Military Spouses Live Life of Rewards in Service to U.S.
May 6, 2009
- You have to be a team. You have to both be committed to this.
- I have young wives tell me 'I didn't sign up for this.' But they did.
- You know what they say - 'Recruit a Soldier, enlist a family.'
- It's not about where you live, but who you live with. No matter what, a marriage has to be about each other.
When military spouses are recognized at special Army or community events, Alice Myles is proud to be counted among them.
Her 31 years as a military spouse have brought challenges, opportunities, plenty of changes and always a sense of pride that she and her husband, Redstone Arsenal commander Maj. Gen. Jim Myles, have committed their lives to service to their nation, and to the Soldiers and families that make the Army strong.
As the Army prepares to pay tribute to military spouses on Military Spouse Appreciation Day this Friday, Myles is an example to all wives and husbands of Soldiers of the supportive, steadfastness, patriotic and independent nature of a military spouse.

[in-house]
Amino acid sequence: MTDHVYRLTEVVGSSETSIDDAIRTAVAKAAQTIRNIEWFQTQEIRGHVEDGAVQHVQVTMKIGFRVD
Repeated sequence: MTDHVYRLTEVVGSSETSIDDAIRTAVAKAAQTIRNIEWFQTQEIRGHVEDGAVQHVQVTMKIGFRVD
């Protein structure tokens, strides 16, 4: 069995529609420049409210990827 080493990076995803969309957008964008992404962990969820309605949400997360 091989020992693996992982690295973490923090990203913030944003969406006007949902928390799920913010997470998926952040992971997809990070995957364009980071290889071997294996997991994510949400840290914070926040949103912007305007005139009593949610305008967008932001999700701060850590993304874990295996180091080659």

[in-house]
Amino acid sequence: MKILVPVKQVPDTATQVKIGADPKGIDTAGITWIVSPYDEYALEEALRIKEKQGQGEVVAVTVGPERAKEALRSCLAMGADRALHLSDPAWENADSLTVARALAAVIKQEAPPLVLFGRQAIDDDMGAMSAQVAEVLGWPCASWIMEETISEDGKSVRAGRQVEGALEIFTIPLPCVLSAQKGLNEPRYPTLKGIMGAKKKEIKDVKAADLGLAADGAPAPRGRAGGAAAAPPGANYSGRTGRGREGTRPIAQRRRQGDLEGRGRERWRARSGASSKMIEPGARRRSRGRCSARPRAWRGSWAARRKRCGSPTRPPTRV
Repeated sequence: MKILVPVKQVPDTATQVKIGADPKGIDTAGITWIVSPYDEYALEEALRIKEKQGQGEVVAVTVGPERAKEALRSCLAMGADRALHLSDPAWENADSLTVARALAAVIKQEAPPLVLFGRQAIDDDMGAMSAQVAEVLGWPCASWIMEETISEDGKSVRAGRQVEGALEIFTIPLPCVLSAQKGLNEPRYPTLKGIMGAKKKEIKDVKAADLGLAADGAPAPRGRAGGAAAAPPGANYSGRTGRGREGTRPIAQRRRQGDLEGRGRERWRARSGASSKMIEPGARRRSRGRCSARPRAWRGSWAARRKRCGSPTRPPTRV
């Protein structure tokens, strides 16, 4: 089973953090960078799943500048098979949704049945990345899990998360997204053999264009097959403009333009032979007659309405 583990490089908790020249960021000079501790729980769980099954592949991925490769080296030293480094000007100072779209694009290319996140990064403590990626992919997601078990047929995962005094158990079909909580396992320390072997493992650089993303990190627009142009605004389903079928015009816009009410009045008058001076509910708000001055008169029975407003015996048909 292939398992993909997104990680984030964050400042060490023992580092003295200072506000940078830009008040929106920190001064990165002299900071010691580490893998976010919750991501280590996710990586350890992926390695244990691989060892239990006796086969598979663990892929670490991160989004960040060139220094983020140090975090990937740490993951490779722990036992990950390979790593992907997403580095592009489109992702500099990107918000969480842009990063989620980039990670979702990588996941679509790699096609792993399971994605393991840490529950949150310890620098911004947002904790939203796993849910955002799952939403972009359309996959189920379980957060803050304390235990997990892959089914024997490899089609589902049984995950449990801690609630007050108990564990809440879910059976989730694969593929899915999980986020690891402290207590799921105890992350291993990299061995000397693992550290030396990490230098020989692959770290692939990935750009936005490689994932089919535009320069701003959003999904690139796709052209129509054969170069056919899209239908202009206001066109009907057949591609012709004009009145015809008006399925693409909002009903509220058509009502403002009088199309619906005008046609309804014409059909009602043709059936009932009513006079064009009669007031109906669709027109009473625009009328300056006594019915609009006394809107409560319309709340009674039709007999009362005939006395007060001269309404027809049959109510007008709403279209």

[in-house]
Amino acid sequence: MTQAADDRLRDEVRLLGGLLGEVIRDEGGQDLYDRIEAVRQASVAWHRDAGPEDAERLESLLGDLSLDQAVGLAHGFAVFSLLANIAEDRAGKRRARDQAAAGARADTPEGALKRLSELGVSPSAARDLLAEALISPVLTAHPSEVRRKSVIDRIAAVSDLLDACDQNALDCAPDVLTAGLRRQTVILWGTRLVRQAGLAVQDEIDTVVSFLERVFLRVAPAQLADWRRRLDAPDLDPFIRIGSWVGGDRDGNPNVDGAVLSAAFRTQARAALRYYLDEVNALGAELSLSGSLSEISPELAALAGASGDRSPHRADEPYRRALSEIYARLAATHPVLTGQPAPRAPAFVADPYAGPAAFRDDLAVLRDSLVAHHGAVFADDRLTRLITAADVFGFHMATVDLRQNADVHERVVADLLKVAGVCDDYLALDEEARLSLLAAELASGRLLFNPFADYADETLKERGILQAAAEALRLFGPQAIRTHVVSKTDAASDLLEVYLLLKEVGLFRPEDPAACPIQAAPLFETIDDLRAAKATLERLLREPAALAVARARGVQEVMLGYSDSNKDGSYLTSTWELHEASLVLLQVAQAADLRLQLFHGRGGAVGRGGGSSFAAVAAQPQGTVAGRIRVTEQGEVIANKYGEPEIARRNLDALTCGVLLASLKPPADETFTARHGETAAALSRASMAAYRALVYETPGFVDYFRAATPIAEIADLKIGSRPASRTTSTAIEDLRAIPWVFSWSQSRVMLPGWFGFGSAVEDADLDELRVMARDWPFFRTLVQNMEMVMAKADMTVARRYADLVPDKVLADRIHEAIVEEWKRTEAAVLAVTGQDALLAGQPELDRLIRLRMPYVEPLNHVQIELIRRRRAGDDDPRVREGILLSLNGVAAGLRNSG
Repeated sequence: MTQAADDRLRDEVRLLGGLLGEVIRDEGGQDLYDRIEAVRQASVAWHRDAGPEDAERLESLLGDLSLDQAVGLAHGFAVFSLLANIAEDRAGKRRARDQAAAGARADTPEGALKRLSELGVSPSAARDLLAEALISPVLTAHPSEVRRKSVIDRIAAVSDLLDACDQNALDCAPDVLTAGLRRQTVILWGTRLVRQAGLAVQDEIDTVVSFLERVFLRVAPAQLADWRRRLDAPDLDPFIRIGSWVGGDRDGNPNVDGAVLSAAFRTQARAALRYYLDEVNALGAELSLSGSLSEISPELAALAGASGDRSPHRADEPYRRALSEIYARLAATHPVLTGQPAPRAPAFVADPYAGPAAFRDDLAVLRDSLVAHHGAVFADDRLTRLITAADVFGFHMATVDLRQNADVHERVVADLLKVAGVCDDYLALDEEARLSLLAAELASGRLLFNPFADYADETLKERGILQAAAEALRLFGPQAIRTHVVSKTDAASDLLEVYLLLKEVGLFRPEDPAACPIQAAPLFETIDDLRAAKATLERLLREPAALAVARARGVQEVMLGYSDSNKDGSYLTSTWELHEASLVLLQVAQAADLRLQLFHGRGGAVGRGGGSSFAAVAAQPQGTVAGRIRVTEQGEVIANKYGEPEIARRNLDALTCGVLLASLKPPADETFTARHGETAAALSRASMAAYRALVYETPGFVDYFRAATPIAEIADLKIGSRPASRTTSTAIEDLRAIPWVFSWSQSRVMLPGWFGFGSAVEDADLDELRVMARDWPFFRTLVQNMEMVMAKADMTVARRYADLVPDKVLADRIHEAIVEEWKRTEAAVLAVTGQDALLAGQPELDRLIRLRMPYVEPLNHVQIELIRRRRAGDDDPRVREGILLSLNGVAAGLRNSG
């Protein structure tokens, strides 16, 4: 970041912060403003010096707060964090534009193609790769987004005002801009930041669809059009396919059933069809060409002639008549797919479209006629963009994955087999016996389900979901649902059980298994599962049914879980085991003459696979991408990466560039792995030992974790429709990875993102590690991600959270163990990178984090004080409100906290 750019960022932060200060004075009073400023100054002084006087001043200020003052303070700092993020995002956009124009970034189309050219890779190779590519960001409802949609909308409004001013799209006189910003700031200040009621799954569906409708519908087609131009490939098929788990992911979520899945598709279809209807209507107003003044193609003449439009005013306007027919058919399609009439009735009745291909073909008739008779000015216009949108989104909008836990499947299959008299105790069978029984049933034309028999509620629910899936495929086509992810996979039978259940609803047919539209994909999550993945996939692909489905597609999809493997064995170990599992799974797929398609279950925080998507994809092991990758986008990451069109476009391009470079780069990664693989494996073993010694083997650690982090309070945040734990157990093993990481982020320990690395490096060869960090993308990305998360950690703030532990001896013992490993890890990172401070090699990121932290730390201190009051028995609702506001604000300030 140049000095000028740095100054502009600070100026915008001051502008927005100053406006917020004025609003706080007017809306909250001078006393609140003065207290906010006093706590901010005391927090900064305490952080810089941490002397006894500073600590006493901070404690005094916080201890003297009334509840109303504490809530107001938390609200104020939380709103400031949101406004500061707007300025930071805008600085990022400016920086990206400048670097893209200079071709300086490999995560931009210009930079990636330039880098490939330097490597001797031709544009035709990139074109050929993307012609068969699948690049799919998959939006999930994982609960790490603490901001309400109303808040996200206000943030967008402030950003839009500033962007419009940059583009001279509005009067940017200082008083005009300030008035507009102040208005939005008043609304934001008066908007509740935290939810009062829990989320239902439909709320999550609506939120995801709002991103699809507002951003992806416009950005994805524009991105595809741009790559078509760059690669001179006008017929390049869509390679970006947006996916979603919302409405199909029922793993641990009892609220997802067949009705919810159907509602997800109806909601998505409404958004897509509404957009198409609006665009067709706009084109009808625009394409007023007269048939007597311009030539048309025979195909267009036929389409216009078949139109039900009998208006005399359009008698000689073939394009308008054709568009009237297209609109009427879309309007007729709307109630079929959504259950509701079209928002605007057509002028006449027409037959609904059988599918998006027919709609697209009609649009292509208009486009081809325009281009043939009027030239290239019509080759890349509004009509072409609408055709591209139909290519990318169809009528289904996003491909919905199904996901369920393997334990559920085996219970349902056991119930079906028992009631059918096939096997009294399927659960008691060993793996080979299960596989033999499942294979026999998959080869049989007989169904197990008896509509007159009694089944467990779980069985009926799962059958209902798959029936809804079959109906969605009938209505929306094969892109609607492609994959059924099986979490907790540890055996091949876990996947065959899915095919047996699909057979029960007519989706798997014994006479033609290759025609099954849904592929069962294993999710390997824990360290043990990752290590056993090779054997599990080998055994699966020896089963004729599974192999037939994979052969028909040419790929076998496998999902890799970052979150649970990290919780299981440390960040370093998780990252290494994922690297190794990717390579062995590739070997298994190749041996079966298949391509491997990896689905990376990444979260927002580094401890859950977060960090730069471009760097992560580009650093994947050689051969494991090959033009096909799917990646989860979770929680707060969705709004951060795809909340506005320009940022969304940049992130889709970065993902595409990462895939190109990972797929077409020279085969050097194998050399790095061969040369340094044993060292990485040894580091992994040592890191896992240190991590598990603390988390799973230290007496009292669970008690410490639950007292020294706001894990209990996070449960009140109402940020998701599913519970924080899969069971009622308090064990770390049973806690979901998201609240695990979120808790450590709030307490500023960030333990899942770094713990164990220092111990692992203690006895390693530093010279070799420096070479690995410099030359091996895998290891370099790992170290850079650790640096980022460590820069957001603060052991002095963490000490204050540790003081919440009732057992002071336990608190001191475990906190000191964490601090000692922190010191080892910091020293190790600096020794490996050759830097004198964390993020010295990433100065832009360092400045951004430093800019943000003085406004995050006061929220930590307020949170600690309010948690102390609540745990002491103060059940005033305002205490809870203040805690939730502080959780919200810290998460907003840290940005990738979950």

"You have to be a team. You have to both be committed to this," Myles said of her husband's Army career. "If you are not both committed to it, then it can be extremely difficult. You have to be committed together.
"I have young wives tell me 'I didn't sign up for this.' But they did. I am a much better person - stronger and more independent - because of this commitment. The Army stretches you to do things that are unfamiliar and uncomfortable at times. The Army forces you into leadership roles and into staying engaged. And because of that in so many ways I am a much better person."
Myles and her husband were high school sweethearts. They married 35 years ago, attended college at Middle Tennessee State University and went on to fulfill her husband's ROTC commitment to the Army.
At the time of college graduation, neither husband nor wife realized his initial Army commitment would extend well beyond a few years.
"We thought it would be a short thing then," Myles said. "It was not his intent to make it a lifelong career. But as it played out it was meant to be. Jim fell in love with Army aviation. He fell in love with being a Soldier and leading Soldiers. I felt the same way. You know what they say - 'Recruit a Soldier, enlist a family.'"